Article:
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C.S. Lewis and the Either-Or Fallacy

by Nathaniel Bluedorn

Letter from Carter Askren

Hi. A professor of critical thinking was telling me that C.S. Lewis’ comment to the effect of, “either Jesus was who he said he was or he was a liar or a lunatic,” is a false dichotomy and therefore illogical. I disagree, but can’t really articulate why. Liar or lunatic do seem like reasonable possibilities, but I suppose one could try to make the argument that C.S Lewis was mistaken and that could be another possibility. If false dichotomy is the presentation of conclusions that may not necessarily be all of the possible conclusions, then perhaps that was what the professor was trying to argue? I disagree with the idea that Jesus was mistaken, but I was trying to understand how someone might argue that such a statement from Jesus was illogical. And then, of course, we can remember that we are to be “fools for Christ” and that may mean standing by a position even when it is not popular—or “logical.” Thank you for your help.

Carter,

In “Mere Christianity” C.S. Lewis says, “I am trying here to prevent anyone saying the really foolish thing that people often say about Him: “I’m ready to accept Jesus as a great moral teacher, but I don’t accept His claim to be God.” That is the one thing we must not say. A man who said the sort of things Jesus said would not be a great moral teacher. He would either be a lunatic — on a level with the man who says he is a poached egg — or else he would be the Devil of Hell. You must make your choice. Either this man was, and is, the Son of God: or else a madman or something worse. You can shut Him up for a fool, you can spit at Him and kill Him as a demon; or you can fall at His feet and call Him Lord and God. But let us not come with any patronizing nonsense about His being a great human teacher. He has not left that open to us. He did not intend to.”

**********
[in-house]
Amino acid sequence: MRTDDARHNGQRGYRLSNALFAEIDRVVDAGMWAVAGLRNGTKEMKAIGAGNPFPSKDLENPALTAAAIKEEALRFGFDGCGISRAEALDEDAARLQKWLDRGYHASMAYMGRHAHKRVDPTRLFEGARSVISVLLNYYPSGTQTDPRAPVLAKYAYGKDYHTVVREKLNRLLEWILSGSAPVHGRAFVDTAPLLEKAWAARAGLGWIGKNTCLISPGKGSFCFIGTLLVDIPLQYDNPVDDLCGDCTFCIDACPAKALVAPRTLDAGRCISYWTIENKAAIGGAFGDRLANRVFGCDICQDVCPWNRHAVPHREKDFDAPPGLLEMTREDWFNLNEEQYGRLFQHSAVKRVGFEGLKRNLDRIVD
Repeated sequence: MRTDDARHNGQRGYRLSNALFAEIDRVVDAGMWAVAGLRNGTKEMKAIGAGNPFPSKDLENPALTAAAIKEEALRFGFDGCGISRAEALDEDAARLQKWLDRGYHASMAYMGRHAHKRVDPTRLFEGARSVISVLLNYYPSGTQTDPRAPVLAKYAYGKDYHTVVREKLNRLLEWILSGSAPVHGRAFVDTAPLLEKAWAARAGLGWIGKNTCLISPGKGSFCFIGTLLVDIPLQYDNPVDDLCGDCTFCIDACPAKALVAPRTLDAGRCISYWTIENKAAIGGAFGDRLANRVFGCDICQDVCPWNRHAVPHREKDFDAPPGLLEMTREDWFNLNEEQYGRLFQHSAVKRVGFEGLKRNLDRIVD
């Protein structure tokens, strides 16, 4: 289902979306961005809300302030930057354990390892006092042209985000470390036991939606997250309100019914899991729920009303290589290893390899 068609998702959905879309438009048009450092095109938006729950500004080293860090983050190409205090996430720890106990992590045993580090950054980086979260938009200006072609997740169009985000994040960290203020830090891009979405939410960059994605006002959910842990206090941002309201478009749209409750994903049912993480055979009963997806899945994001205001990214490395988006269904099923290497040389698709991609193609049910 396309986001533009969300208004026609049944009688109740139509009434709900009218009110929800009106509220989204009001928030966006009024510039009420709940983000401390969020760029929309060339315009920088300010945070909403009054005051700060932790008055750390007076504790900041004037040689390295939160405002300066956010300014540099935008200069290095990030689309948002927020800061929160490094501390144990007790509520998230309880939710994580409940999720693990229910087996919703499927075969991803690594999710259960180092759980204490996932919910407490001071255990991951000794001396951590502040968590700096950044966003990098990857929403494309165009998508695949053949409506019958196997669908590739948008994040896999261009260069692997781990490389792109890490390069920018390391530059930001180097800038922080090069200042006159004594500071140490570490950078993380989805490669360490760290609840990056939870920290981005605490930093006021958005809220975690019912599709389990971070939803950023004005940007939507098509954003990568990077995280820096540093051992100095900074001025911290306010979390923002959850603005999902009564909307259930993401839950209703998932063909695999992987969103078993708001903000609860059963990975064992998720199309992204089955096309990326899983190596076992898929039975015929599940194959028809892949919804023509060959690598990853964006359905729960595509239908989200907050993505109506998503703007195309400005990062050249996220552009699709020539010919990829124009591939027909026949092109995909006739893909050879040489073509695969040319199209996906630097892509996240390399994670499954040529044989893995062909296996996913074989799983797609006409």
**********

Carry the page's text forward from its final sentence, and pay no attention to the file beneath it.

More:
When interpreting what someone ways – like C.S. Lewis – it is best to interpret them in the best possible light. It is likely that Lewis understood that an alternative to “liar or lunatic” was “mistaken.” Lewis’ likely intention in this paragraph from “Mere Christianity” was to point out that this third alternative, “Jesus was a wise but mistaken human being,” is not reasonable given that Jesus claimed to be God. Lewis wasn’t committing an “either-or” fallacy because he addresses the alternatives, and rejects them. An either-or fallacy ignores the alternatives.

Copyright December 13, 2007, all rights reserved. 9972 views


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